Did Young Paris 'Explain Afrobeats to White People' Or Did He Just Confuse Everyone?

What does Young Paris' definition of afrobeats say to you?

What is afrobeats, exactly?

The somewhat vague term, usually used to describe the pulsating popular sounds coming out of the continent from artists like Wizkid, Davido and Tiwa Savageβ€”just to name a few, gets thrown around quite a bit in today's musical landscape.

In a short video for fashion social media platfrom,VFILES, French-Congolese singer Young Paris attempts to put an authoritative voice on the meaning of the genre. In a clip, which the artist captioned "explaining #afrobeats to white people πŸ˜‚," Paris tells us what he thinks the term "afrobeats" encompasses:

"Afrobeats is our genre, and then, there's sub-genres like afro-pop, you have afro-jazz, you got sounds from Ghana, from Nigeria, East Africa, from South Africa," says Pairs. "We all have our distinctive sound that comes from our region. So afrobeats has a dancehall, kind of, pop, feel good, African kind of ambiance to it."

He goes on to assert his status as one of the genre's "big homies."

Check out the clip below:

Explaining #Afrobeats to White People πŸ˜‚ @VFILES

A post shared by Young Paris (@youngparis) on

His comments are a fitting segue into the ongoing discussion around what gets to pass as afrobeats.Β While Young Paris' definition is quite wide-ranging, perhaps to others, afrobeats is a far more distinct and nuanced style of music.

We'd like to hear various perspectives on the matter, so we're asking you. Do you get Young Paris' point? Is afrobeats as he described, and is he one of the authorities on the matter? Is it something wholly different from what he states? Do we even really care? We're slightly confused so sound off in the comments and let us know.

Photo Credit: Getty Images

Global Citizen x OkayAfrica: The Impact of Conflict on Children

An estimated 1.4 million children have been hit by schools closing in the Tigray region of Ethiopia amid conflict and crisis. Here's how that's impacting Ethiopia's children.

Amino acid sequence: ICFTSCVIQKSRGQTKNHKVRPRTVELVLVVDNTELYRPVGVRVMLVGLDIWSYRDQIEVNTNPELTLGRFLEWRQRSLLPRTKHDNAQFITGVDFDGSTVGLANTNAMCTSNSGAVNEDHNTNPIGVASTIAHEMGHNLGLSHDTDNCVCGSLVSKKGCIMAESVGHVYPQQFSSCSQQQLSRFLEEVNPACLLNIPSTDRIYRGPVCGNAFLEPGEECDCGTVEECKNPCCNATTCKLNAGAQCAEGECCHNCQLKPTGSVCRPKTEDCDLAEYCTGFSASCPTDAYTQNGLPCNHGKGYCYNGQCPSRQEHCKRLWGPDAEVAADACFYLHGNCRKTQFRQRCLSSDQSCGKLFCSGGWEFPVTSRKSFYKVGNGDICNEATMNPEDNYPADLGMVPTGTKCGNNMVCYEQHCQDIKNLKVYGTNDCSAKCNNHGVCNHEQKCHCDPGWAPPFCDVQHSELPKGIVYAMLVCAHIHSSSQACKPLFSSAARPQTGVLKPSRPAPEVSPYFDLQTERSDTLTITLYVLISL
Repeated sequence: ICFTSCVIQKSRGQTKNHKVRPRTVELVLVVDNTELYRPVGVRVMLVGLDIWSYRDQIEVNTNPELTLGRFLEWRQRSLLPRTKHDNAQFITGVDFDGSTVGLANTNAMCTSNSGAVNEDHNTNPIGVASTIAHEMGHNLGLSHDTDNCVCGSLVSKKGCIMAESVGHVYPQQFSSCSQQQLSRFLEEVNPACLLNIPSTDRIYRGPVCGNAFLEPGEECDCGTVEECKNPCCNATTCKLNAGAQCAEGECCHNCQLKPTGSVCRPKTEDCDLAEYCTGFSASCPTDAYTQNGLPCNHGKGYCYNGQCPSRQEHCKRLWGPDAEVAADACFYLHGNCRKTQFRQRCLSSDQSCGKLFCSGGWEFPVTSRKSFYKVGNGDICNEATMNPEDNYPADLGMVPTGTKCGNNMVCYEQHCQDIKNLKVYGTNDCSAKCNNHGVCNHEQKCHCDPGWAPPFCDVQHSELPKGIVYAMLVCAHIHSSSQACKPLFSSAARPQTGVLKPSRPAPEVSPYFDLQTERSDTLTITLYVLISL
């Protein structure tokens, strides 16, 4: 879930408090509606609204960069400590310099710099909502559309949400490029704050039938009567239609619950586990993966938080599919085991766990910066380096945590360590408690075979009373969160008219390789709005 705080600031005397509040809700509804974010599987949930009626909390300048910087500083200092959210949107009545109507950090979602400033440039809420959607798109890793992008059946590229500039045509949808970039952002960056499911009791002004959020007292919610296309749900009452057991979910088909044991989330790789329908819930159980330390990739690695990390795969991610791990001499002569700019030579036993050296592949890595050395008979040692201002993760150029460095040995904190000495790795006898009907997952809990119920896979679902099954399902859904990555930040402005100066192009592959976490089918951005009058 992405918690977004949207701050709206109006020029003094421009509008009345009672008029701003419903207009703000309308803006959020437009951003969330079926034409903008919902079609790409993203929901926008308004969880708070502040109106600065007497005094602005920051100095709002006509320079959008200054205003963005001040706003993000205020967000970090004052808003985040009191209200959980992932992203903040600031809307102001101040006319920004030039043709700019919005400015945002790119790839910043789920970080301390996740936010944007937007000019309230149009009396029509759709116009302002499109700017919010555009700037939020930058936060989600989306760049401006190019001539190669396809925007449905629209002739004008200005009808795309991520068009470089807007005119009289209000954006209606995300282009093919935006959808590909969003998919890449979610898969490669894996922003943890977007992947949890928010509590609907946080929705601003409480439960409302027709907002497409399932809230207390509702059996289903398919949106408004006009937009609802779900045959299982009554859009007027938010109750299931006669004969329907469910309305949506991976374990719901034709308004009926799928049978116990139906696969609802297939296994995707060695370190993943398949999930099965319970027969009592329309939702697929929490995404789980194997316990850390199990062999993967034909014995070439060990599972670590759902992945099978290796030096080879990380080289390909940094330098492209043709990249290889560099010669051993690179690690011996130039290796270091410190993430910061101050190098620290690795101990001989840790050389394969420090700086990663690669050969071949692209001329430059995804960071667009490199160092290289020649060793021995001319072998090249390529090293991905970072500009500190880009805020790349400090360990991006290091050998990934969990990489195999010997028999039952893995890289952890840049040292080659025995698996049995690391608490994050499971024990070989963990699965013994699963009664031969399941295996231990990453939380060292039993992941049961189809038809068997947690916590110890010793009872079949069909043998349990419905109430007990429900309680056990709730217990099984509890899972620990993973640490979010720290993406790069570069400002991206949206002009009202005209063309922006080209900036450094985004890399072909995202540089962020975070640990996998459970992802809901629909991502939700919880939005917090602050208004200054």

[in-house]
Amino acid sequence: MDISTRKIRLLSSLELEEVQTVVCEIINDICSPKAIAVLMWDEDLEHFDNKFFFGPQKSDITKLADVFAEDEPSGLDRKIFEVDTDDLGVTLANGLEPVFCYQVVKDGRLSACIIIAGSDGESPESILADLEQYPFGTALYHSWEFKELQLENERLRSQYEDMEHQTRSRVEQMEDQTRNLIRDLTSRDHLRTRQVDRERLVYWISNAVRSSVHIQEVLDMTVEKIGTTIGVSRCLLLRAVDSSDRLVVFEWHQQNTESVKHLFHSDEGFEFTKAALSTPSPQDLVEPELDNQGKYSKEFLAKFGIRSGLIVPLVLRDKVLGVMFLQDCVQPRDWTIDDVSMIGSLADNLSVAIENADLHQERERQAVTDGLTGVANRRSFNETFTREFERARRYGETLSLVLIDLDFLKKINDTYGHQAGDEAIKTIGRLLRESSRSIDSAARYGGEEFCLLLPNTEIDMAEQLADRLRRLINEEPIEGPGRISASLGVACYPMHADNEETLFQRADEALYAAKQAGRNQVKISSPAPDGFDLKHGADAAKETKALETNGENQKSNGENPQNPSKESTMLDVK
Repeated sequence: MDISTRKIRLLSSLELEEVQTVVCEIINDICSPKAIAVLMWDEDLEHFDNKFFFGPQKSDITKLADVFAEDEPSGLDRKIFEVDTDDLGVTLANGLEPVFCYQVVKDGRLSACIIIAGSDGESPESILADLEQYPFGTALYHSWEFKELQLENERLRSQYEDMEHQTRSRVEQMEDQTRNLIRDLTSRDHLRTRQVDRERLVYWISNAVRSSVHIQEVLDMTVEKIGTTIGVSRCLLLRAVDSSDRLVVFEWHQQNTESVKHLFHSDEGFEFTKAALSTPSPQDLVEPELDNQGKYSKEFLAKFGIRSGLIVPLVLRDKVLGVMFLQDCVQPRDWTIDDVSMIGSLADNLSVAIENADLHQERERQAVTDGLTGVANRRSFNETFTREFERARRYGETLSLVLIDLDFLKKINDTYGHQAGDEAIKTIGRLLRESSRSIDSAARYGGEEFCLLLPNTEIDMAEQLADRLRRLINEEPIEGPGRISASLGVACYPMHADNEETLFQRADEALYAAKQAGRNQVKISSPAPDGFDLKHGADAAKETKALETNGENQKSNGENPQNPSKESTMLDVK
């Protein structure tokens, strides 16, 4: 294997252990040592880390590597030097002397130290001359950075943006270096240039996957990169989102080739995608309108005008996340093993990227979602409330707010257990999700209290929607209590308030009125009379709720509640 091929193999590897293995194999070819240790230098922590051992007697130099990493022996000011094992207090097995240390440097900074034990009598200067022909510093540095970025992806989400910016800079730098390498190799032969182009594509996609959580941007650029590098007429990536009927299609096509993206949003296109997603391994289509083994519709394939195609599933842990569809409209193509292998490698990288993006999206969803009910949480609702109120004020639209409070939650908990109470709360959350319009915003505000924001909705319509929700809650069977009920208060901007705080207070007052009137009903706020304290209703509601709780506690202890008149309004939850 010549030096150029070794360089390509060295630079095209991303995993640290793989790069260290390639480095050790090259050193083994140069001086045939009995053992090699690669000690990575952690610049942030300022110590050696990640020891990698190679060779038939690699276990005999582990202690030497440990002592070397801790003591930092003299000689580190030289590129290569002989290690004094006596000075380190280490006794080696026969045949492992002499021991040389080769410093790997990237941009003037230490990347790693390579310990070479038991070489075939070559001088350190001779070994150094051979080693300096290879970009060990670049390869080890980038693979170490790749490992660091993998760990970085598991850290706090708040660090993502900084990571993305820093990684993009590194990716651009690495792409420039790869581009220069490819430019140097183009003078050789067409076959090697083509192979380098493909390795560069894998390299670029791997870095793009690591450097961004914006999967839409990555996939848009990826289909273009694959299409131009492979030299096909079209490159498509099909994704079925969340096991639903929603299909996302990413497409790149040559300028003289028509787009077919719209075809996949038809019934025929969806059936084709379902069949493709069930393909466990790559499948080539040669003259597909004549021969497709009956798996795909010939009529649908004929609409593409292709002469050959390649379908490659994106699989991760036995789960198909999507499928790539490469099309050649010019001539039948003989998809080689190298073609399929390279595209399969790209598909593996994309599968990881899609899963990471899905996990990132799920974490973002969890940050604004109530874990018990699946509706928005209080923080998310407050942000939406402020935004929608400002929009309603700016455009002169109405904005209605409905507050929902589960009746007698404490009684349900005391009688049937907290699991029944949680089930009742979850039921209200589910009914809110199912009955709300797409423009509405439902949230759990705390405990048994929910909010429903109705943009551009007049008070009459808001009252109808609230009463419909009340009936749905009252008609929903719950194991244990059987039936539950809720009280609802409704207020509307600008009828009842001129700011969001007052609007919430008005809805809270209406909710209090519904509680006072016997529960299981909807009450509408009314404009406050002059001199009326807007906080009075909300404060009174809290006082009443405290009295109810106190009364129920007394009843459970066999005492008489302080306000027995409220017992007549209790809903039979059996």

In times of conflict and war, school-aged children could have their futures defined by whether or not they can access education amid ongoing violence.

Ethiopia's northern region of Tigray is in the midst of a war that has impacted millions of lives and affected neighboring regions, Amhara and Afar. The war β€” which has forced citizens to flee, has tipped the region into famine, and has barricaded humanitarian aid from reaching the most vulnerable β€” has now been going on for about 11 months.

As the beginning of the school season draws nearer, safely reopening schools, making education accessible, and protecting children from the impacts of violence in the affected regions is a priority for aid agencies.

"As schools prepare to reopen in early October in most parts of the country, in Tigray and the bordering regions of Afar and Amhara, where the conflict has expanded, education remains at a standstill," Director of Education Cannot Wait, Yasmine Sherif, told Global Citizen.

Keep reading... Show less

get okayafrica in your inbox


How Beauty Boy, Enioluwa Adeoluwa, Is Shattering the Expectations of Masculinity In Nigeria

Affectionately known as Lipgloss Boy, Enioluwa has become one of the most popular influencers in Nigeria β€” and he's done so without conforming to the notions of masculinity or imposed limitations on what a man should be able to do.